Israel-Gaza conflict: Labour Party motion will be 'righting a historic wrong'

Their hope is that a majority will be achieved when the vote is held on Monday

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Indy Politics

Palestinian leaders welcomed the Labour Party’s decision to back a parliamentary motion recognising Palestinian statehood, deeming it a step towards righting a historic injustice.

They voiced the hope that a majority will be achieved when the vote is held on Monday. For Abdullah Abdullah, a Palestinian legislator and vice commissioner for foreign relations of President Mahmoud Abbas’s Fatah movement, Labour’s move was “very good as a kind of recognition of history”.

He was referring to the 1917 Balfour Declaration in which Britain supported the goal of establishing a Jewish national home in Palestine, something that, in practice, came at the expense of the Palestinian population.

In Mr Abdullah’s view, Britain bears responsibility for the Nakba – the disaster of Palestinian displacement – that accompanied Israel’s creation.

“Britain gave away something that didn’t belong to it. Correcting an old mistake even if it comes late is advisable,” said Mr Abdullah, who became a refugee during Israel’s establishment in 1948. He said the debate around the motion was an opportunity for the British public to see if their lawmakers are living up to their “moral responsibility’’.

 

Mr Abdullah took issue with the Israeli argument that recognising Palestinian statehood will discourage the Palestinians from negotiating with Israel, saying “it is Israel that is disregarding negotiations. They want negotiations for the sake of negotiations while stealing land and creating facts on the ground".

Israel says the Palestinians torpedoed the latest peace negotiations, brokered by US Secretary of State John Kerry when Mr Abbas forged a national unity agreement with Hamas, the militant Palestinian group whose charter calls for Israel’s destruction.

Israel is anxious to avoid another setback after Sweden announced last week that it will recognise Palestinian statehood. Paul Hirschson, a spokesman for Israel’s Foreign Ministry, said that “any decision that furthers the illusion Palestinians have that they can achieve whatever they want without speaking to Israelis and without compromising make conflict resolution more difficult, not easier’’.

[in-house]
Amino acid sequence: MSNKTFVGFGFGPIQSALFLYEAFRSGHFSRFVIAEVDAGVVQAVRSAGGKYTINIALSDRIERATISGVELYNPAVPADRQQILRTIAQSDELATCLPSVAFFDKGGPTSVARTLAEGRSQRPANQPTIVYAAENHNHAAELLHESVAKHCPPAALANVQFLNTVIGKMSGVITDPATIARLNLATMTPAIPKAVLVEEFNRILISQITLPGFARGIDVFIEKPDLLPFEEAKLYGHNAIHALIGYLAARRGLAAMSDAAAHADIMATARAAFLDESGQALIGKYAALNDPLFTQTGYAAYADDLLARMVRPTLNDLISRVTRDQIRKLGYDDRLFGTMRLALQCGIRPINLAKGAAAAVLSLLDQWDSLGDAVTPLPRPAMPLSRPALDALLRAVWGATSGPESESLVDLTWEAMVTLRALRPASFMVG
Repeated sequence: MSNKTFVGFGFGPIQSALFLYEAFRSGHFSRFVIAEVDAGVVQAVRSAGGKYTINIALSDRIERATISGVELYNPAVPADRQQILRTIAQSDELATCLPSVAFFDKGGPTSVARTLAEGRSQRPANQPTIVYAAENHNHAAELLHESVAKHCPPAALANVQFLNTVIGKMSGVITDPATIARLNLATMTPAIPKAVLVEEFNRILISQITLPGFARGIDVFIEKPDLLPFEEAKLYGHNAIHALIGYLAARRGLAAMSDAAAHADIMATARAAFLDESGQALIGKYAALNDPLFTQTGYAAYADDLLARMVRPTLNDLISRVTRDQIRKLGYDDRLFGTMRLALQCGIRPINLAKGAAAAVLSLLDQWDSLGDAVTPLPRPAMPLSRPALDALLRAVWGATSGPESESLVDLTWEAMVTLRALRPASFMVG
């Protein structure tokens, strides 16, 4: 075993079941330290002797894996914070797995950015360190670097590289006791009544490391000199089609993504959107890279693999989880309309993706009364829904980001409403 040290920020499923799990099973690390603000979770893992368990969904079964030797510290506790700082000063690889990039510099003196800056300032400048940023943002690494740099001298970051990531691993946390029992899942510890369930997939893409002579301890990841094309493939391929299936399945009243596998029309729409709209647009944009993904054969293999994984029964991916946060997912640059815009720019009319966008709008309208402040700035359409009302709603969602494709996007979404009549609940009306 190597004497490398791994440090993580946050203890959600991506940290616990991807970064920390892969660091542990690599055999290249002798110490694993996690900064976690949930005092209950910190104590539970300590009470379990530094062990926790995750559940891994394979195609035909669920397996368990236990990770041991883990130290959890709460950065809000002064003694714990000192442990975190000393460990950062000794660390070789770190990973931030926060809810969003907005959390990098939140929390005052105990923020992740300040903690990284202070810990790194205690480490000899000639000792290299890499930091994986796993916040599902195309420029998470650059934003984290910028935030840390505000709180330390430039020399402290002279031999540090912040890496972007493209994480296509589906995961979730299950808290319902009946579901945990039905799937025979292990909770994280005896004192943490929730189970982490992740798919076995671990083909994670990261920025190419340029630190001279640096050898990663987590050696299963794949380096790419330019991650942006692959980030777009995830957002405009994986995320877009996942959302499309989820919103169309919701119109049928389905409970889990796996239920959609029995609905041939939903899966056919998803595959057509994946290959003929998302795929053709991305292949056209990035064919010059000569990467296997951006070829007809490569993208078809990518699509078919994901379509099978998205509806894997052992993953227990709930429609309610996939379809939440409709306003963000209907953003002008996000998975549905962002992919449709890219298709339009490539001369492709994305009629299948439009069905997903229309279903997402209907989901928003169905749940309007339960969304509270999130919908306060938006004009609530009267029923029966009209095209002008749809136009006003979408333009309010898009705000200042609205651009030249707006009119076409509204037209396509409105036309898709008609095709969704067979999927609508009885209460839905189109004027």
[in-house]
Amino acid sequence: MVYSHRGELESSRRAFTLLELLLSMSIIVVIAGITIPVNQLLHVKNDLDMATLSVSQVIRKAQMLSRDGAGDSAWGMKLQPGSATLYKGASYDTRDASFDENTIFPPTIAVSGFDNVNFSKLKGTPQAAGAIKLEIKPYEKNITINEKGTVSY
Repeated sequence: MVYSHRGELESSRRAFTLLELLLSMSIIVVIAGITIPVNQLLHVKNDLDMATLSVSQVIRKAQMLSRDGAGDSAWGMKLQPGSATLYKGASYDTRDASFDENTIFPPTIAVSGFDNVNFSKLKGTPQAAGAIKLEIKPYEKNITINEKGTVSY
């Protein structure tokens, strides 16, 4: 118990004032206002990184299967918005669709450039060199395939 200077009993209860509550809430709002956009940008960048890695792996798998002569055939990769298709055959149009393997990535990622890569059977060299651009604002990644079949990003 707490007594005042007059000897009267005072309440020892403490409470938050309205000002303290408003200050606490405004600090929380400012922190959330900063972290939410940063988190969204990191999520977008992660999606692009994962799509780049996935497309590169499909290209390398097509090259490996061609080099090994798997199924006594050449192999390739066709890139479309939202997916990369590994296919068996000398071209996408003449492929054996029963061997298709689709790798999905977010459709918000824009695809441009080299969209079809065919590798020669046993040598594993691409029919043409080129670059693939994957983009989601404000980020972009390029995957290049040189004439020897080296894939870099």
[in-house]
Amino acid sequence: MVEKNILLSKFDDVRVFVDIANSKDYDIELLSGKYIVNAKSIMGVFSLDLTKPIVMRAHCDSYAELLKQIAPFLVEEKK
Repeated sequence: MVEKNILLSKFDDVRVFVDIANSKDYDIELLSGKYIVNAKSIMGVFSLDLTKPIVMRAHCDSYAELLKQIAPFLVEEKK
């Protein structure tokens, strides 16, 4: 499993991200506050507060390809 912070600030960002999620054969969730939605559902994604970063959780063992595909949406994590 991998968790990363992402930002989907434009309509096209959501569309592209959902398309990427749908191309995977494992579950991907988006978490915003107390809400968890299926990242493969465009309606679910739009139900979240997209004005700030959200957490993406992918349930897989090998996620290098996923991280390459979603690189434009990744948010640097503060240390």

But Mustafa Barghouthi, a member of the central council of the Palestine Liberation Organisation said that Labour’s move “is the proper response to Israel’s continuing its settlement building and threatening the two-state solution. We hope all of parliament will support it.’’

A Yes vote in the Commons would be a victory foremost for President Abbas who appeared to declare diplomatic warfare on Israel and turn his back on futile peace diplomacy during a recent speech at the UN. The passage of the motion would be seen as a sign that his diplomatic campaign can bear fruit.

But Hassan Khreisheh, the deputy speaker of the Palestinian Legislative Council and a critic of Mr Abbas, said it would be a mistake to exaggerate the importance of Monday’s vote. “It has moral significance and no practical significance whatsoever. The US still has its veto in the Security Council. No one will give us a state unless we have power.’’

Israeli Labour Party and Knesse member Nachman Shai criticised the move. ‘’Those who feel they are friends of Israel shouldn’t support this. It just creates a negative result... Any unilateral step by Sweden and Britain encourages false hopes among the Palestinians.”

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